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Mercedes crashes two electric cars, eyes accident-free future

Mercedes-Benz envisions a future with zero car crashes, and its goal is to reach that milestone by 2050. It’s a tall order.

On Tuesday, the automaker took the next steps toward that future as it performed the first known crash test between two electric vehicles in front of journalists. It was loud and violent, exactly as expected.

Mercedes-Benz EQS SUV and EQA crash test

Crash-testing electric cars

A crash test seems counterintuitive to a future without car crashes, but the accident-free future is far away. This test pieced together what might happen on the way to zero accidents.

The crash test, which was between an EQS SUV and EQA crossover SUV, was a head-on with 50% frontal overlap, and with both cars traveling at 35 mph (56 kph). Notably, this scenario exceeds any standardized crash test by agencies responsible for rating vehicle safety.

While the vehicles were both totaled, the passenger cells and high-voltage battery packs were both fully intact. In other words, the vehicles performed no worse, and were no less safe, than a gas-powered Mercedes.

Mercedes planned to do a roof-crush test the next day by dropping the crashed EQS on its roof, as only the front end sustained damage during the current test.

The crash marked the automaker’s next step in crash testing with the electric future coming online.

Mercedes-Benz ESF vehicles

Mercedes-Benz ESF vehicles

A future without crashes?

Minimizing crashes to zero is the goal, but the reality is uncertain.

Director of Vehicle Safety at Mercedes-Benz Paul Dick said today there are 1.3 million road fatalities each year worldwide. That equates to 12 large planes full of people every single day. Mercedes is aiming for none of its vehicles to be involved in an accident by 2050 according to Dick, but that might not be possible.

Julien Richert is in charge of Mercedes-Benz’s ESF program, which creates Experimental Safety Vehicles that explore new designs and technology in the name of safety. Richert told Motor Authority as long as we live in a world of mixed vehicles (referring to human-driven vehicles and autonomous vehicles) there will be uncontrolled variables that lead to accidents. Even in an autonomous world there are uncontrolled and unavoidable issues such as a falling tree limb, Richert noted.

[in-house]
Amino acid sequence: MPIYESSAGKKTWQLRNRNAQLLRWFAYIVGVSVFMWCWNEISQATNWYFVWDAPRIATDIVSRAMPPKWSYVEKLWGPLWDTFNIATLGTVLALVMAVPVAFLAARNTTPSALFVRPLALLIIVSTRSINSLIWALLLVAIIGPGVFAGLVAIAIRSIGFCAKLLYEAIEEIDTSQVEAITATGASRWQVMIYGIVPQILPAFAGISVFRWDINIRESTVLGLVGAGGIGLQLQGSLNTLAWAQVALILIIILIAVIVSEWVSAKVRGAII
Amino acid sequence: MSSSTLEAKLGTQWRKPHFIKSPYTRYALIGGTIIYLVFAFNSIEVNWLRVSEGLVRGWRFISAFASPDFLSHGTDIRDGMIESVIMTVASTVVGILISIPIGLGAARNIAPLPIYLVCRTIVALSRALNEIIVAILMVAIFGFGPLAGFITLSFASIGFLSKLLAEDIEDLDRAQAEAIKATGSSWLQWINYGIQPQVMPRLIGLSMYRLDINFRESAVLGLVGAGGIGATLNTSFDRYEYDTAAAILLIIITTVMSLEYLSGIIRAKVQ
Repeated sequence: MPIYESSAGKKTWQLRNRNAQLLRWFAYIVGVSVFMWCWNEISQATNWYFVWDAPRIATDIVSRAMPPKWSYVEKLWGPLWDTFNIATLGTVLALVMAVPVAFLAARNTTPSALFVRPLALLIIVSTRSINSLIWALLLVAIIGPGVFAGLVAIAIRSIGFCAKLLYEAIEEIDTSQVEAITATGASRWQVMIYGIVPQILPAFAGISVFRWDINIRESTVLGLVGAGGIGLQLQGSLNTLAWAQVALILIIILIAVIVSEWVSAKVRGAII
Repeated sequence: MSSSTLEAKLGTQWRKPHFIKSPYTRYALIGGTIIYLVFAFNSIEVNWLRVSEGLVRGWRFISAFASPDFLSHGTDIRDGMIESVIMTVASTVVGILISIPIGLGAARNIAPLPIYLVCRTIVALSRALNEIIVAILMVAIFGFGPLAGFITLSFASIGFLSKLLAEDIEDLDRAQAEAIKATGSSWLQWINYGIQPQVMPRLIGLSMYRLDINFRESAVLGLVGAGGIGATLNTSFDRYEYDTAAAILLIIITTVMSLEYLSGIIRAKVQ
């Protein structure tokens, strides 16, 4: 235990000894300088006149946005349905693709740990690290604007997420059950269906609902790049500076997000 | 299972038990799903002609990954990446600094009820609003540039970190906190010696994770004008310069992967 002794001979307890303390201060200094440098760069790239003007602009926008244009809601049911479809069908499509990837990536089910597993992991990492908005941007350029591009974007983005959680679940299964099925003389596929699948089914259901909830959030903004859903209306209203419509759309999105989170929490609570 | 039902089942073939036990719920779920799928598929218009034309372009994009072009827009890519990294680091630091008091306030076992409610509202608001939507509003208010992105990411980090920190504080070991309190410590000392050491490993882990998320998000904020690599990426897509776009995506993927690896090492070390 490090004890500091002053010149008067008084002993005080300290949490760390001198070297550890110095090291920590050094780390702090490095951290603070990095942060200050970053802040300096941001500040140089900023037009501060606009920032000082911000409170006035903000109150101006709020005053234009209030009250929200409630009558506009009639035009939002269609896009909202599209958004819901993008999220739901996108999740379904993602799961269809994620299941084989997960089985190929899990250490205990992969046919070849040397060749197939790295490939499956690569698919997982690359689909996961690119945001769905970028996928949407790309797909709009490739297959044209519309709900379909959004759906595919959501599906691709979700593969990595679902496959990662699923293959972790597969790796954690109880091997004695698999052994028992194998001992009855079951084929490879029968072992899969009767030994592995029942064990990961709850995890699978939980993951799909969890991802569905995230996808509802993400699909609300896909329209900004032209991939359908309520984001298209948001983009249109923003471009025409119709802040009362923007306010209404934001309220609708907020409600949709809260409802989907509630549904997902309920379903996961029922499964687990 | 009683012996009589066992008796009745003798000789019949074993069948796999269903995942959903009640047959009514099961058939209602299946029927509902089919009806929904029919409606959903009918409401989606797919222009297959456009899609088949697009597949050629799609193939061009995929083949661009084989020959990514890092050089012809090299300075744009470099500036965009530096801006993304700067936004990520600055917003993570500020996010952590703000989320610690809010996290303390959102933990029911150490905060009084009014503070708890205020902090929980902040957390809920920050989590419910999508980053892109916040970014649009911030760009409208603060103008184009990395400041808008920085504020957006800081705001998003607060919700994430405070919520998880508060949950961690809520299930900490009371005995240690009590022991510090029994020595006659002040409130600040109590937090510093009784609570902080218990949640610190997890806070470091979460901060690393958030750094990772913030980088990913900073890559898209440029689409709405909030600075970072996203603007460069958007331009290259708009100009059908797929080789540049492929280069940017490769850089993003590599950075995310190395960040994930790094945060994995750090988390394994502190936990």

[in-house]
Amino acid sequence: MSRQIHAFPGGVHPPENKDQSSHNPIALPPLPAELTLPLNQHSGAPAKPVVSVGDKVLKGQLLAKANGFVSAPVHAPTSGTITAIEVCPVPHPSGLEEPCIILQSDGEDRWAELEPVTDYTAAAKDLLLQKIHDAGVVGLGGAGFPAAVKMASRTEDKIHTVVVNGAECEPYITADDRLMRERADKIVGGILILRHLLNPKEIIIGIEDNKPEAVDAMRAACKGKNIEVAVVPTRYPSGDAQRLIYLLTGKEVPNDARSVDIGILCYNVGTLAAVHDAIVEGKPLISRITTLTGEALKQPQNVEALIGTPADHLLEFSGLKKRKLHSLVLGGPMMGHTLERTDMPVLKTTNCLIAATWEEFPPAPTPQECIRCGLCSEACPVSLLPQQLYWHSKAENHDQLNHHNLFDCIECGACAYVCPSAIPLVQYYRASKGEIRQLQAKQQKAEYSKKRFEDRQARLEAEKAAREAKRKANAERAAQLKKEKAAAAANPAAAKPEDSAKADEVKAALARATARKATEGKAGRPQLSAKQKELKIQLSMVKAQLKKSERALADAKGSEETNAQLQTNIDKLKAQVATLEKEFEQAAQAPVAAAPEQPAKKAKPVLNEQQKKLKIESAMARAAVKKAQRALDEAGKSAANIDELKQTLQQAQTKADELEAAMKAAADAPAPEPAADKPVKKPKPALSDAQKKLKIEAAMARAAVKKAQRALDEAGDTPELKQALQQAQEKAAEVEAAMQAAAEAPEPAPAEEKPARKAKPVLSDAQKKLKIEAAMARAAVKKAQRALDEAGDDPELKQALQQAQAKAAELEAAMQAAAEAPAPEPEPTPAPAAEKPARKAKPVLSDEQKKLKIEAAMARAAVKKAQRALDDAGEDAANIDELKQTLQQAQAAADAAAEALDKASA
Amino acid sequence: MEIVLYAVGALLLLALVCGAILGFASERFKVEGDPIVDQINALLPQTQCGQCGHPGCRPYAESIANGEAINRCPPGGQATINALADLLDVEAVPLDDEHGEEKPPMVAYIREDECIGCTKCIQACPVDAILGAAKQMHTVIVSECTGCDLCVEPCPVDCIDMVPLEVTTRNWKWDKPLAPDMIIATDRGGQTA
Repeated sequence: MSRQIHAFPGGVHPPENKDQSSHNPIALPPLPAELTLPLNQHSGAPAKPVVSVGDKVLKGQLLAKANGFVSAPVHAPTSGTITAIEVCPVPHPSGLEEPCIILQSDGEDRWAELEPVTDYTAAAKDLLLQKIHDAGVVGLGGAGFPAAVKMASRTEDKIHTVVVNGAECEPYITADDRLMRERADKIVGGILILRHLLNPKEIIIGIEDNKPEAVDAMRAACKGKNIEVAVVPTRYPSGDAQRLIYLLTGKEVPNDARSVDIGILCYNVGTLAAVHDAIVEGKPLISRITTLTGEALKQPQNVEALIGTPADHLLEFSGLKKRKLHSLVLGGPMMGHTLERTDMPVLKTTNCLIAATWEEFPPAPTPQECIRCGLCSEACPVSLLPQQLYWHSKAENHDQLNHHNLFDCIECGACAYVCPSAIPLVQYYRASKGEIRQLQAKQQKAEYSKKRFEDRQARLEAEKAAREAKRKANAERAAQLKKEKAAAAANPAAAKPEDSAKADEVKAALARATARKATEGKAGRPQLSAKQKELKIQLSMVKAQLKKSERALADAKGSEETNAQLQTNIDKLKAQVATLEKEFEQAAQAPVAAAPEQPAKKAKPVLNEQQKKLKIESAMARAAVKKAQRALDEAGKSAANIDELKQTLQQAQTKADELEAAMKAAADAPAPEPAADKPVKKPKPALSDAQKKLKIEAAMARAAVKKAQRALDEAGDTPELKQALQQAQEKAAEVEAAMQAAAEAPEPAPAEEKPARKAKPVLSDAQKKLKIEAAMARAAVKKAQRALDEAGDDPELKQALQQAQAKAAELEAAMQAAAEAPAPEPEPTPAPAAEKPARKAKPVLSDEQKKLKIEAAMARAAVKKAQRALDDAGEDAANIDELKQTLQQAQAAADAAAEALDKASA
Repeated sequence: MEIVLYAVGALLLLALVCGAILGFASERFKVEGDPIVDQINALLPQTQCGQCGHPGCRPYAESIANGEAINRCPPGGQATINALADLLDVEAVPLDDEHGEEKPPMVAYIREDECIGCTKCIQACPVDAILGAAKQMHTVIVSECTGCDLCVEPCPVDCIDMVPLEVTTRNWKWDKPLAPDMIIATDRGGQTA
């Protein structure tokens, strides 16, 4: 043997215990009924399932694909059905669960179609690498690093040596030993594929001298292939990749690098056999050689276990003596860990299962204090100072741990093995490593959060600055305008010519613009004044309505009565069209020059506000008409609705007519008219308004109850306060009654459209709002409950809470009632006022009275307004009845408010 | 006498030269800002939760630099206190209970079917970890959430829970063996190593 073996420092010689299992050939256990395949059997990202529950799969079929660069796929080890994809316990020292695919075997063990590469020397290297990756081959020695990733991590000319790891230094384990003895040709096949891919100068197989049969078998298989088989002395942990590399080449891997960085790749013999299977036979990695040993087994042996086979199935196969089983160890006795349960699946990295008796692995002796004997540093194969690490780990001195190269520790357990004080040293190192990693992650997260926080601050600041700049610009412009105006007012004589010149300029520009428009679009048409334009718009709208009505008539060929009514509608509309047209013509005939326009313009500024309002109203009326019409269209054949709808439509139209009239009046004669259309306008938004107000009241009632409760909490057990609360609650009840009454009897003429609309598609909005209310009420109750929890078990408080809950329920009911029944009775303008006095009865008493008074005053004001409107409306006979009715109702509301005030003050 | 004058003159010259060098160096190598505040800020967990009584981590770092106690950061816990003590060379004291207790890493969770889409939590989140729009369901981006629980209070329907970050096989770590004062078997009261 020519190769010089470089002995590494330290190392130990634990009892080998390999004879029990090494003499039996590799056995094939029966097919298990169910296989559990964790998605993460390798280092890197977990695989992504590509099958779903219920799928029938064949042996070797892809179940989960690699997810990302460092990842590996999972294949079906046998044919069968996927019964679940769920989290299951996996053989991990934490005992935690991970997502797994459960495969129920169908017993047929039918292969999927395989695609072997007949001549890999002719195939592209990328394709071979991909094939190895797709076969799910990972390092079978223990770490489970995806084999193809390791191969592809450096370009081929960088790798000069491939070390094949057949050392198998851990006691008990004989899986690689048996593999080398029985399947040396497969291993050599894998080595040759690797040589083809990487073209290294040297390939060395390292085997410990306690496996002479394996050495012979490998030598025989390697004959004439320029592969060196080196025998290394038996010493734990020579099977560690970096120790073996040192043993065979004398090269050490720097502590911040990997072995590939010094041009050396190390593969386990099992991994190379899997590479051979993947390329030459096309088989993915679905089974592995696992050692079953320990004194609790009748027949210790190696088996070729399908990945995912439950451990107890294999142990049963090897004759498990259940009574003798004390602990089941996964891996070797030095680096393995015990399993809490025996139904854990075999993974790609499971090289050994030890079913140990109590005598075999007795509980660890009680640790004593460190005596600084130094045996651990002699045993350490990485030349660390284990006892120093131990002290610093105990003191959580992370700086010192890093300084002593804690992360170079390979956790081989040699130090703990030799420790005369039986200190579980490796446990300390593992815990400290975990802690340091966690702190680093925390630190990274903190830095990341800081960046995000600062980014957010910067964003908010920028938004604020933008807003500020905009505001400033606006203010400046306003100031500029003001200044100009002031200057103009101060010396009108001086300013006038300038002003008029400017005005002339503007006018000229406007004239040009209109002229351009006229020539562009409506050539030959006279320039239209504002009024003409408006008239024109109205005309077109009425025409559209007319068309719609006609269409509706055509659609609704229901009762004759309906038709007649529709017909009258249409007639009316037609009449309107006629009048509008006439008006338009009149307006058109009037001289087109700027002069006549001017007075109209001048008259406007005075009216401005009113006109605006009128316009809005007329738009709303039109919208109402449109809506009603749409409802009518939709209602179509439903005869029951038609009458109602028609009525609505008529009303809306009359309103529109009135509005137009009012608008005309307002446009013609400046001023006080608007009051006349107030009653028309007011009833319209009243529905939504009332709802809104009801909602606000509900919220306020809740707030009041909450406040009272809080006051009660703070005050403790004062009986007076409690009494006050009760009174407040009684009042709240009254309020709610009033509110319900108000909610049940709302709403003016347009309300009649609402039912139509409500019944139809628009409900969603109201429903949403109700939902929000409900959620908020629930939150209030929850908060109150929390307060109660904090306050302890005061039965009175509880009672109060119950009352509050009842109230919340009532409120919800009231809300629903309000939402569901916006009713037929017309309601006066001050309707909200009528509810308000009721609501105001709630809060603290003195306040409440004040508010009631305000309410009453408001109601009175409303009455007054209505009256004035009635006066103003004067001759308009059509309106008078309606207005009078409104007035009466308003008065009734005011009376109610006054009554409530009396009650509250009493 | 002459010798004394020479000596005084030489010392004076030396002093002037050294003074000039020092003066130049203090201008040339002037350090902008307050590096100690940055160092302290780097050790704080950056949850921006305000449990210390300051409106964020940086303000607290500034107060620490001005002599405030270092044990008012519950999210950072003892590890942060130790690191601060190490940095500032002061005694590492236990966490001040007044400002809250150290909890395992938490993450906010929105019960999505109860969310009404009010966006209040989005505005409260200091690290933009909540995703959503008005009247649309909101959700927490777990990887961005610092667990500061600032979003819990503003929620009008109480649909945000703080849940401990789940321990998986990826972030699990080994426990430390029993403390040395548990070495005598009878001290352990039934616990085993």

Future vehicles will need to communicate with the outside environment, both in terms of pedestrians and other drivers. For now, that will take the form of teal-colored lighting elements on Mercedes Drive Pilot vehicles while operating in autonomous mode. In the future, it could be windows that display graphics or even a live image feed.

In preparation for an autonomous future the Mercedes-Benz ESF 2019 concept employed most of these possible features. It also took into account a different seating position for autonomous driving, which saw the seatbelt move to the seat itself rather than being pillar-mounted as with most of today’s vehicles.

Crashed Mercedes-Benz EQS

Crashed Mercedes-Benz EQS

Mercedes-Benz EQS safety body

Mercedes-Benz EQS safety body

Handling crash situations today

Today, regardless of powertrain, Mercedes is handling safety measures in four phases.

Phase 1 is the assistance phase, and it utilizes active safety technology such as adaptive cruise control, blind-spot monitors, automatic emergency braking, and the hands-free autonomous Drive Pilot system.

Phase 2 is the preparation phase, which activates when the vehicle’s sensors become aware a crash will take place. The windows roll up, seatbelt tensioners tighten, airbags pre-charge in anticipation of deployment, and if equipped with air or hydraulic suspension, the vehicle will actually lift the side about to experience impact to raise and move occupants away from the energy force.

Phase 3 is the protect phase, and it involves all the airbags deploying inside the vehicle. The 2021 S-Class saw the introduction of a rear airbag mounted on the front seat backs for rear seat passengers. That concept was introduced in the ESF 2019 concept and then put into production.

Phase 4 is the help phase, and it’s when the system kicks in to alert those near and far that a vehicle’s been in an accident. The hazard lights automatically illuminate, on an electric vehicle the high-voltage electrical system will automatically go into an emergency shut-down mode, and the vehicle will call an emergency call center where an operator will pickup speaking the default language you’ve chosen in your Mercedes-Benz.

All Mercedes-Benz vehicles feature a black box (which is actually yellow) mounted at the center most point of the vehicle. It acts as the vehicle’s brain for all safety systems and Mercedes can retrieve crash data from it after the fact should it be needed. 

Today, Mercedes makes both gas- and electric-powered vehicles. With the most recent crash test the automaker has taken the next step in safety testing as it prepares its electric lineup while looking toward a crashless future. Mercedes crashes two electric cars, eyes accident-free future

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